7. Miralasa Junior Member

    Russian
    -ов/-ев is a perfectly productive model for nouns and names of 2nd declension.

    лисий is a special kind of adjective used for animals mostly: it has -ь- suffix in its declension.
     
  8. ahvalj

    ahvalj Senior Member

    Could you please provide some examples? «Сергеев паспорт/Николаев дом/Путиново выступление/паспортова обложка»? Something like this?
     
    Last edited: Sep 2, 2013
  9. franknagy

    franknagy Senior Member

    I don't understand Ahvalj why is «платье мамы» is close to impossible.
    Do you mean that I have to use «мамино платье» so on to everything belongs to Mummy until «мамино платье» until «маминa последная пощёчина» which I have got from her in my age of 24?


    It sounds like
    Нинина нитка.
    :)

    I do not know why these adjectives weren't taught in Hungary in my childhood when only the genitive case was forced.
    Maybe somebody thought their declination to be difficult.
    I have met лисий in animal fables and медвежье услугие in an illustrated book of Russian sayings.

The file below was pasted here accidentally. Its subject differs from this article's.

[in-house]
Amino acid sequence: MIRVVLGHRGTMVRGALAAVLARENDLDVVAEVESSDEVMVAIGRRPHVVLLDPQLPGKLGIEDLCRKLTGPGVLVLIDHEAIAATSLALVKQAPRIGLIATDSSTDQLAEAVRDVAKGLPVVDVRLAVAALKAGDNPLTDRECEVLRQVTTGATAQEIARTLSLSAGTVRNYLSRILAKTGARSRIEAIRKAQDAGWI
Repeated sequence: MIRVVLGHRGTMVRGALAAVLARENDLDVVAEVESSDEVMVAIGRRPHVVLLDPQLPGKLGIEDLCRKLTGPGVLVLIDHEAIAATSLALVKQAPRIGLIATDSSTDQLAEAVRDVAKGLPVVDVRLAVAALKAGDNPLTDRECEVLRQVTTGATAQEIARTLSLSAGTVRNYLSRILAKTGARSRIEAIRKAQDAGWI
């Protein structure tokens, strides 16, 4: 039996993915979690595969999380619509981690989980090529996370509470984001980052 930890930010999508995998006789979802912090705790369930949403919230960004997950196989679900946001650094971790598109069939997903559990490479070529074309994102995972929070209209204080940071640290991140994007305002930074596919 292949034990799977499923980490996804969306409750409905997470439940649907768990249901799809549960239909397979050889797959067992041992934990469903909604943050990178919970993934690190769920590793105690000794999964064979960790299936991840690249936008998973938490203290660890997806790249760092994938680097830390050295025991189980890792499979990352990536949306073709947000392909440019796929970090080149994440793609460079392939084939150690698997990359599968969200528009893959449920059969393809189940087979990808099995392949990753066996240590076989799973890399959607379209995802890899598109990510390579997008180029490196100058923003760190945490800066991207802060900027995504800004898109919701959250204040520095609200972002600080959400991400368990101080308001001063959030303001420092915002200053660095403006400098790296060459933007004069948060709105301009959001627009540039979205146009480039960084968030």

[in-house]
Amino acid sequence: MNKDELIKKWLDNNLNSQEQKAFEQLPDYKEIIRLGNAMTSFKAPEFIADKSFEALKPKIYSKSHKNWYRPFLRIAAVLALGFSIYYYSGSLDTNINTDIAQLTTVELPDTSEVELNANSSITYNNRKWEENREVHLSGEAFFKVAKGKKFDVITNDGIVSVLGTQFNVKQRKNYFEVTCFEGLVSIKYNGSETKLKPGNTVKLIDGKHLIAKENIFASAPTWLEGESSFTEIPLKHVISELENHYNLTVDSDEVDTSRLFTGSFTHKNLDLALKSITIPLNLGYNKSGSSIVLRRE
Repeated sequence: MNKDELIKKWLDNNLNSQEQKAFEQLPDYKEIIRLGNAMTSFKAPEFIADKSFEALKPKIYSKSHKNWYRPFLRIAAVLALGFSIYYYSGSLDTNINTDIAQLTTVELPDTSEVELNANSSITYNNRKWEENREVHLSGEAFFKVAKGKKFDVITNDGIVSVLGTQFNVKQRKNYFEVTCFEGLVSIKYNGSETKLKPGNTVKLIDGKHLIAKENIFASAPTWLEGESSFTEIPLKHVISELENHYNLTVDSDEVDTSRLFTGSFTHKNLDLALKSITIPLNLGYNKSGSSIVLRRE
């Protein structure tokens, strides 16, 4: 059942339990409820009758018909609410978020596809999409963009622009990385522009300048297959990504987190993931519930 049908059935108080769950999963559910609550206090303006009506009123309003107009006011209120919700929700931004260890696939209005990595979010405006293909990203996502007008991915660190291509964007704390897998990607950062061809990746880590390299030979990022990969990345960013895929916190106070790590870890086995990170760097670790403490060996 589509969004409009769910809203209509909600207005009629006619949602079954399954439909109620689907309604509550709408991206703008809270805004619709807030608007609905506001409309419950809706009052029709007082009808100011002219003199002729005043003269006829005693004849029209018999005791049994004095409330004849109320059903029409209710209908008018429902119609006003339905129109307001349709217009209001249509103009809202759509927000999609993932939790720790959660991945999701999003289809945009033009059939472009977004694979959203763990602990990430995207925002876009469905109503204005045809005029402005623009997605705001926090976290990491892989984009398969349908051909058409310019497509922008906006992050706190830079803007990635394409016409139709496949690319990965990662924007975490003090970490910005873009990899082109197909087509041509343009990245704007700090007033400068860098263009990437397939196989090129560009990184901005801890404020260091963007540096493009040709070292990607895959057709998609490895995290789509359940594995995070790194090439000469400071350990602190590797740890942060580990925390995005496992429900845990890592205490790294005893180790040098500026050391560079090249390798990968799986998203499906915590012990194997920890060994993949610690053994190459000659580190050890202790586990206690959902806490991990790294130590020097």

Regards
    Frank
     
    Last edited: Sep 2, 2013
  10. Lotto74 Junior Member

    Ekaterinburg city - Russia
    Russian - Russia
    You can use both "мамино платье" and "платье мамы". Both the expressions have exactly the same meaning and could be used in the same sentences.
     
  11. ahvalj

    ahvalj Senior Member

    First of all, we have to separate two categories: possessive adjectives denoting belonging (-ов/ин-) and relative adjectives (-и/ск- etc.) denoting, consequently, some more remote kind of relationship («лисицын» means a closer possession than «лисий»). What I am trying to explain here is the situation with the first kind of adjectives.

    Historically, the Slavic languages used possessive adjectives when the subject of possession was a single noun («мамино платье») and the Genitive when the grammatical subject consisted of a noun + something else («платье моей мамы» since «*моемамино платье» was impossible). This situation, as far as I know, still persists in e. g. Czech and Slovak. In Russian with centuries the strength of the possessive adjectives became weaker so that now they have preserved in cases outlined in the above posts. In the spoken language in a narrow circle of words the state of affairs is still close to the original one, therefore «мамино платье» is OK, but «платье мамы» can mostly be used in some emphatic situations (like «это платье — мамы, а не твоё»). Also «мамина последняя пощёчина» is OK since both «мамина» and «последняя» determine the noun (but compare «тридцатая любовь Марины» when the author wanted to emphasize the person).